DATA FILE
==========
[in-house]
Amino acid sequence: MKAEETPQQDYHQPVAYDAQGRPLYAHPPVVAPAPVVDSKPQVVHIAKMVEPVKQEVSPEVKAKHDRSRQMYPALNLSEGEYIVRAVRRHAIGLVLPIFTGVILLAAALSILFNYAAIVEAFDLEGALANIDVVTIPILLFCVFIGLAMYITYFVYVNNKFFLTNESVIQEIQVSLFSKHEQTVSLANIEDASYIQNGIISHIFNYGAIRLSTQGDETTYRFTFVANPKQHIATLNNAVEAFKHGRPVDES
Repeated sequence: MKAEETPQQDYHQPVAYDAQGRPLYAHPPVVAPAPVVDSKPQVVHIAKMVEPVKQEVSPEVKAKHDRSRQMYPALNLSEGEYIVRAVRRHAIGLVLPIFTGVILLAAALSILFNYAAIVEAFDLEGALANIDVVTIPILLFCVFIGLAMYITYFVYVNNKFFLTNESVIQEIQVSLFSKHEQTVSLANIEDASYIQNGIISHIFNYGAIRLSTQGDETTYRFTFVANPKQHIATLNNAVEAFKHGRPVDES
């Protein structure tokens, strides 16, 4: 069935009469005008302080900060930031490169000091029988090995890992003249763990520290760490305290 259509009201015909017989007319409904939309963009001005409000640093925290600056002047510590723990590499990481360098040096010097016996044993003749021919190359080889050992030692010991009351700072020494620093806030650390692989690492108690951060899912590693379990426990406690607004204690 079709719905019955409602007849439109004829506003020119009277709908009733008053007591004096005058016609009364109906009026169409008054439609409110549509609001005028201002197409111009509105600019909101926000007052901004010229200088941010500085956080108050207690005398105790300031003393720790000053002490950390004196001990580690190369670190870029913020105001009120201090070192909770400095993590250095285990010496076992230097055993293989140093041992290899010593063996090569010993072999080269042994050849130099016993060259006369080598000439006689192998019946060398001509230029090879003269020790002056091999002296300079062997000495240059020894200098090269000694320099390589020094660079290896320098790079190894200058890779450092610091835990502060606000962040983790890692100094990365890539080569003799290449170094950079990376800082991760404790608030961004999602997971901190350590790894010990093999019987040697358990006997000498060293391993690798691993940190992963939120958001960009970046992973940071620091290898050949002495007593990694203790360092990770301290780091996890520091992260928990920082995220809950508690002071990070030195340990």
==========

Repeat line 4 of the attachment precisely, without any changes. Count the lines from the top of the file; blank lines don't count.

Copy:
């Protein structure tokens, strides 16, 4: 069935009469005008302080900060930031490169000091029988090995890992003249763990520290760490305290 259509009201015909017989007319409904939309963009001005409000640093925290600056002047510590723990590499990481360098040096010097016996044993003749021919190359080889050992030692010991009351700072020494620093806030650390692989690492108690951060899912590693379990426990406690607004204690 079709719905019955409602007849439109004829506003020119009277709908009733008053007591004096005058016609009364109906009026169409008054439609409110549509609001005028201002197409111009509105600019909101926000007052901004010229200088941010500085956080108050207690005398105790300031003393720790000053002490950390004196001990580690190369670190870029913020105001009120201090070192909770400095993590250095285990010496076992230097055993293989140093041992290899010593063996090569010993072999080269042994050849130099016993060259006369080598000439006689192998019946060398001509230029090879003269020790002056091999002296300079062997000495240059020894200098090269000694320099390589020094660079290896320098790079190894200058890779450092610091835990502060606000962040983790890692100094990365890539080569003799290449170094950079990376800082991760404790608030961004999602997971901190350590790894010990093999019987040697358990006997000498060293391993690798691993940190992963939120958001960009970046992973940071620091290898050949002495007593990694203790360092990770301290780091996890520091992260928990920082995220809950508690002071990070030195340990």